The sun was just starting to rise and here I was standing in the crowd of 1800 runners. Then the immortal words came over the loudspeakers “On your mark… get set… GO!”.
We all shuffled slowly toward the start line. First the elite runners, then the 3:05 pacer, then the 3:15 pacer and so on. I was standing near the 3:45 pacer and it took about a minute and a half to reach the start. I simultaneously turned on my RunKeeper phone app and started running. The first few streets were completely full of spectators cheering. The runners occupied one lane of traffic and I was pleased that there was more room to run than I thought there would be. We rounded the first corner and headed out of town. After the first mile, the spectators thinned out a bit. I noticed that there were a lot of conversations going on between the runners. People were talking about work, family, other marathons, etc. If it weren’t for all of the stomping feet, you might close your eyes and think that you were in a cafe. At mile three, the half-marathoners turned right to take the scenic route back toward town. We took a left and went toward the country-side. Later in the race, we would be back at this same intersection except then, we would turn right.
At that point, we were running on a paved path along a highway. As I passed mile 4, I recognized my wife and two daughters holding up homemade signs and cheering. I yelled and gave a fist-pump as I went by. I found out later that they had made the signs beforehand and hid them under the seat in the van. The second water station was near mile 5, just before a descent into a small river valley. I drank some water then squirted gel all over my shirt and left hand. I managed to eat about half of it but I couldn’t put my left glove back on. After crossing the river, we began the largest hill climb of the entire marathon. I and everyone else around the 3:45 pacer keep running strong all the way up. The view was typical, flat Minnesota farmland until we reached another small river valley at 7 miles. There was a water station at the bottom so I grabbed my second cup of water. At mile 9, I ate another gel and grabbed another water at a station. Without spilling this time. We approached an intersection where a saw my family cheering again with a different group of signs. I cheered back and threw my gloves for them to take. After reaching 11 miles, I felt awesome. I was staying close to the 3:45 group and started to think that I might be able to run all day at this pace. It was also interesting to hear all of the conversations still going on.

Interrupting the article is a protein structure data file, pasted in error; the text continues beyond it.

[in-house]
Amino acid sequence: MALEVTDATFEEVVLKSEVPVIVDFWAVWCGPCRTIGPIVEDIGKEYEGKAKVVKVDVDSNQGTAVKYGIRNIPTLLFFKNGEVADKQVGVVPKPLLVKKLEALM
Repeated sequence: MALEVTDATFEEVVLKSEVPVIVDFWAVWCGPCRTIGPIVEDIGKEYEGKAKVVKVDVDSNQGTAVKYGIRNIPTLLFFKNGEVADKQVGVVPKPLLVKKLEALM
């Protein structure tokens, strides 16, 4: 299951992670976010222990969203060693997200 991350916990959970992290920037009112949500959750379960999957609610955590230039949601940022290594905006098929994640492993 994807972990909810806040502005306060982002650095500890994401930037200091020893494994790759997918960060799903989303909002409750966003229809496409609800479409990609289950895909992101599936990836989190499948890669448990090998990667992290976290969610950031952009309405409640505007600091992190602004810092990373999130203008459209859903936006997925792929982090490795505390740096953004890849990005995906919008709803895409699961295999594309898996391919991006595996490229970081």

Just after the 12 mile flag, there was another water station and I went for Gatorade this time. Unfortunately, I had trouble swallowing it and started coughing. It was exhausting because I couldn’t catch my breathe while I was running. I just spit whatever I had left in my mouth and tried to get my breathing back to normal. After a quarter mile, I was back to normal. Things began to look familiar since we were back in town and near the same road the we ran down at the beginning. After a few more turns, we had finished the first half and were going down the same road. I even recognized a few of the groups of spectators from earlier. The weather had changed dramatically in the 2 hours that we were away. It was about 15 degrees warmer and there was a powerful wind blasting into us head-on. The pacer kept running strong but the conditions were slowing me down. I noticed a few others being affected by it as well. I reached a water station at 15 miles and walked through it as I drank and ate another gel. I watched the 3:45 pacer disappear into the distance but I was still easily on pace to finish in well under 4 hours.
Upon reaching the intersection where the full and half marathoners split up earlier, I got to turn right this time. The wind was no longer a problem and it felt good to run again. My speed had slowed a bit but I was still running strong just seconds behind the 3:50 pacer. My family appeared at mile 17 and they noticed that I wasn’t in the group I was running with earlier. They cheered and I gave one of my signature fist-pumps to let them know that I was still doing fine. A long downhill started near mile 18 which lasted for almost two miles. I was running even slower now and was getting concerned about hitting my goal of 4 hours.